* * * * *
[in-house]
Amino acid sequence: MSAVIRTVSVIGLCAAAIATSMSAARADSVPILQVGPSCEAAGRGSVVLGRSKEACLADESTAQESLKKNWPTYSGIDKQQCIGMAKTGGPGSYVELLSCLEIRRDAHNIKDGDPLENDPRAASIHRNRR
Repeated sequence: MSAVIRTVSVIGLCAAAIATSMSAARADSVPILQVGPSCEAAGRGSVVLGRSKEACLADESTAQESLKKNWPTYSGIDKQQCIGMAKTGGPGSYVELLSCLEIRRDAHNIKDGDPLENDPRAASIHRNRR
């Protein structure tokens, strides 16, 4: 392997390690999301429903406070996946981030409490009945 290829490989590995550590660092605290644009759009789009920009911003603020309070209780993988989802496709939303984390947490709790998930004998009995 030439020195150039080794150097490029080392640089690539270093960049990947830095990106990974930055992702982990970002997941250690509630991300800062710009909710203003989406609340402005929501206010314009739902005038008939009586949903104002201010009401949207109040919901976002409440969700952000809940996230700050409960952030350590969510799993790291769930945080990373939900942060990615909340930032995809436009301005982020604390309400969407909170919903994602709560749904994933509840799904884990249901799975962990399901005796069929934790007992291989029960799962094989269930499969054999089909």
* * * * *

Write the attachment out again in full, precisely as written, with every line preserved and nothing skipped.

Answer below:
[in-house]
Amino acid sequence: MSAVIRTVSVIGLCAAAIATSMSAARADSVPILQVGPSCEAAGRGSVVLGRSKEACLADESTAQESLKKNWPTYSGIDKQQCIGMAKTGGPGSYVELLSCLEIRRDAHNIKDGDPLENDPRAASIHRNRR
Repeated sequence: MSAVIRTVSVIGLCAAAIATSMSAARADSVPILQVGPSCEAAGRGSVVLGRSKEACLADESTAQESLKKNWPTYSGIDKQQCIGMAKTGGPGSYVELLSCLEIRRDAHNIKDGDPLENDPRAASIHRNRR
């Protein structure tokens, strides 16, 4: 392997390690999301429903406070996946981030409490009945 290829490989590995550590660092605290644009759009789009920009911003603020309070209780993988989802496709939303984390947490709790998930004998009995 030439020195150039080794150097490029080392640089690539270093960049990947830095990106990974930055992702982990970002997941250690509630991300800062710009909710203003989406609340402005929501206010314009739902005038008939009586949903104002201010009401949207109040919901976002409440969700952000809940996230700050409960952030350590969510799993790291769930945080990373939900942060990615909340930032995809436009301005982020604390309400969407909170919903994602709560749904994933509840799904884990249901799975962990399901005796069929934790007992291989029960799962094989269930499969054999089909």